The network “Good4Utah” recently covered an interesting advocacy experiment. The call for advocacy occurred at Jordan high school in Sandy, Utah where the Young Democrats club sold cookies at the price of 77 cents for women and 1 dollar for men in order to raise awareness on the issue of gender pay inequality. The story itself was reported by two older white men who within racial/gender-based pay comparisons, being a white male would be part of the top percentile. Recent pay comparisons from the U.S. Current Population Survey show that in 2010 in the United States for every 1 dollar a white man earns a white women earns 80.5 cents (“The Wage Gap, by Gender and Race.”). Furthermore, when the intersecting category of race accompanies gender* these statistics show that black men earn 74.5 cents, Hispanic men 65.9 cents, , black women 69.6 cents and Hispanic women 59.8 cents in the United States to a white man’s dollar. This shows that there is not a wage gap, but rather many wage gaps. A look at these wage gap(s) statistic raises questions in regards to pay inequality not only for the Young Democrats of that Utah high school, but for myself as well. It is perhaps easy to mention what should determine a worker’s compensation such as, experience, knowledge, skills etc. What is not easy, is to examine the actual intersecting features and structures that determine a worker’s pay in 21st– century North America. How do the intersecting features of racism, sexism, cissexism, ableism and more really influence pay equality, or rather INequality? A look at examples of the structures that buttress pay inequality as well as discrimination that leads to pay inequality may shed more light on the issue.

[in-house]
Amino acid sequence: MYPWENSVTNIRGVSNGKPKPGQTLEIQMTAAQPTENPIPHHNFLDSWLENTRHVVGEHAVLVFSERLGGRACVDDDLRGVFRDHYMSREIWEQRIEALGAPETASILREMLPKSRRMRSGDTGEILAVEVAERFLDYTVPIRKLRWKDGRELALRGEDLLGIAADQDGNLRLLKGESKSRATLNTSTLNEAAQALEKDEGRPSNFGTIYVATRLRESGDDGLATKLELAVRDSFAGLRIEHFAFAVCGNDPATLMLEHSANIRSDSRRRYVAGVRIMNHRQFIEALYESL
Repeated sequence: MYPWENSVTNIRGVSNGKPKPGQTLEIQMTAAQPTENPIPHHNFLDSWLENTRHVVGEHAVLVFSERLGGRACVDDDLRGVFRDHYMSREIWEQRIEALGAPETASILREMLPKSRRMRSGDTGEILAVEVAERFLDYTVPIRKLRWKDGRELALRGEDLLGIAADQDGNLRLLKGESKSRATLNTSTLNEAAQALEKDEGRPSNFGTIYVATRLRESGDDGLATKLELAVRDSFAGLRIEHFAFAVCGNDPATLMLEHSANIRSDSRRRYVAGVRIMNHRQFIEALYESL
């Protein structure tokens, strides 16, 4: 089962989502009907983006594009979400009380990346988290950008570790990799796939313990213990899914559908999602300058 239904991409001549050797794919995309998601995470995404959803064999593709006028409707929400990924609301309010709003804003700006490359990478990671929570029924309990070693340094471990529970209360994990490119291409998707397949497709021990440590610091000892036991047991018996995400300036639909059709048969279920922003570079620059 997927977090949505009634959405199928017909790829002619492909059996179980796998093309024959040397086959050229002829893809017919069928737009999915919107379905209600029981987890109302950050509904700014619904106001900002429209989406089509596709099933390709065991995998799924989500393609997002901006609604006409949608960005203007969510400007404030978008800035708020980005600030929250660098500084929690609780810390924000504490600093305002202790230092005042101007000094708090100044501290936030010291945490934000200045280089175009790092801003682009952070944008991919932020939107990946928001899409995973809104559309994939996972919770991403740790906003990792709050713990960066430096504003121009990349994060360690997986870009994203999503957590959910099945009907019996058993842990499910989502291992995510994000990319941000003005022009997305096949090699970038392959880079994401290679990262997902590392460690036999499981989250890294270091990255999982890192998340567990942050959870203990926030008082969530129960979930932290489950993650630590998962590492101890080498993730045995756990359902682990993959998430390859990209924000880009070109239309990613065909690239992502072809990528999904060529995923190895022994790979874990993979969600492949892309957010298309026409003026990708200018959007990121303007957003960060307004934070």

The structures that support the various wage gaps among groups include the division of the labour market. In North America labour is quite gender-segregated as social structures/constructs segregate occupations into “men’s work” and “women’s work”. Comments made under this Good4Utah piece show that many in society believe that there are “male skills” and “female skills”. For example, Aaron Webb commented, “. . . some jobs require the male strength and aptitude towards not noticing pain and so forth, most women would freak if they cut their finger off, a guy would probably duct tape it and work the rest of the day before leaving work. . .”. While interviews at Jordan high school showed that not everyone thinks that men and women are genetically predisposed towards different skill sets, it is clear that a large portion of society does. This is evident in the pattern of pay stagflation within fields that are dominated by women (e.g. nurse wages, teaching wages, childcare wages) versus those that are dominated by men (e.g. managers (not retail sales, construction laborers, janitors) (Judy Aulette 194). As well as this pattern of gender-based pay stagflation, patterns of what North-American labour markets hold to be of value arise in the area of emotional labour and invisible labour. Emotional labour (face-to-face/voice-to-contact) components involved in certain female dominated fields (e.g. flight attendant, secretary, etc.) and invisible labour (labour associated with maternal tasks e.g. direct child care, laundry, cooking, etc.) receive no/less monetary compensation which communicates that they are of a lesser value than other labour, that is if they are of any value at all. Moreover, these areas of labour in addition to having lower wage rates are often structured to give less benefits to the workers, for example domestic and clothing factory work are often structured to be part-time at very low wages which disproportionally effects women, and immigrant and lower-wage-class women at that (Aulette 502). These androcentric social structures that intersect with categories of class, race, and more facilitate and support the wage gaps.